1. Limited time only! Sign up for a free 30min personal tutor trial with Chegg Tutors
    Dismiss Notice
Dismiss Notice
Join Physics Forums Today!
The friendliest, high quality science and math community on the planet! Everyone who loves science is here!

Homework Help: A system of distinct representatives

  1. Jun 16, 2006 #1

    I've been struggling with this exercise:

    Let [itex]X[/itex] be set with [itex]n^2+n+1[/itex] elements and let [itex]S[/itex] be system of [itex](n+1)[/itex]-sized subsets of [itex]X[/itex] such that every two sets in [itex]S[/itex] have at most one common element and [itex]|S| = n^2 + n + 1[/itex]. Prove that S has a system of distinct representatives.

    Of course this is an exercise for use of Hall's theorem (aka Marriage theorem). I tried it by induction of index set ([itex]J[/itex] in Hall's theorem) and somehow directly as well, but I still can't prove it.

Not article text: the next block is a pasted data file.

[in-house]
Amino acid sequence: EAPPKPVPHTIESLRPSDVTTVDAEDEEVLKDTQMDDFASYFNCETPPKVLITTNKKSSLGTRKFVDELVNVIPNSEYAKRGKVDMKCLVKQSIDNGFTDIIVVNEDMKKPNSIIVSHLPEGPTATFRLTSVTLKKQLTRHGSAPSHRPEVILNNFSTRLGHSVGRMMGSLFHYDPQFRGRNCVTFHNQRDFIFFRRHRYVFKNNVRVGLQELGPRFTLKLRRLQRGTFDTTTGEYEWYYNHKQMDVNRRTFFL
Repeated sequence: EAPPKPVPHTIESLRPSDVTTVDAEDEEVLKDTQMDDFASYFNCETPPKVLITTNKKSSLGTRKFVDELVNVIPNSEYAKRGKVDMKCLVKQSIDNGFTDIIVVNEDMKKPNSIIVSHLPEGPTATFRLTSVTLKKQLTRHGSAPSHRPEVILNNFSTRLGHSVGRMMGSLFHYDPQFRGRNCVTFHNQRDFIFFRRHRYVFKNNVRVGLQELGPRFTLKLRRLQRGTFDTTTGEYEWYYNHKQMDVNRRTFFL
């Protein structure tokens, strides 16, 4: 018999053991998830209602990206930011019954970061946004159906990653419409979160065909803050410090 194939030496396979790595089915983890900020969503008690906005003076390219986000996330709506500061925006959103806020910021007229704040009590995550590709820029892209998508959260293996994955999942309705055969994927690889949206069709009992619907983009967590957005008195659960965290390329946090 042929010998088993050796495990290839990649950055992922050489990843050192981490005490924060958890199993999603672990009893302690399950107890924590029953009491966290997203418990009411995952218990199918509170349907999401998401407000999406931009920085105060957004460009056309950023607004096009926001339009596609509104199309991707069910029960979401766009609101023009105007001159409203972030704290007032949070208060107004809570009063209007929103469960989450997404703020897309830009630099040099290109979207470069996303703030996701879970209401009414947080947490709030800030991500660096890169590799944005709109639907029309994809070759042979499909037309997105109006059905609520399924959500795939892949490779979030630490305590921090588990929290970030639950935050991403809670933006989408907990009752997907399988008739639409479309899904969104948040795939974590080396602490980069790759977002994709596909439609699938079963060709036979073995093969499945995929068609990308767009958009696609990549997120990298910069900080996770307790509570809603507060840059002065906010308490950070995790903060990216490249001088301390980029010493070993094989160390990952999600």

Thank you for any advices.
    Last edited: Jun 16, 2006
  2. jcsd
  3. Jun 16, 2006 #2

    matt grime

    User Avatar
    Science Advisor
    Homework Helper

    What is an exercise in Hall's Theorem? You didn't actually ask a question, or state a problem. Is the problem to show that such an S with those properties exists? Doesn't exist?
  4. Jun 16, 2006 #3
    I'm sorry, my initial post already edited.
  5. Jun 19, 2006 #4


    User Avatar
    Science Advisor
    Homework Helper

    Just some hints to get you going-

    Given an element of X, how many sets in S must it appear in? Consider the largest collection you can have in S with a non-empty intersection to get an upper bound. Once you have this, do some counting.
Share this great discussion with others via Reddit, Google+, Twitter, or Facebook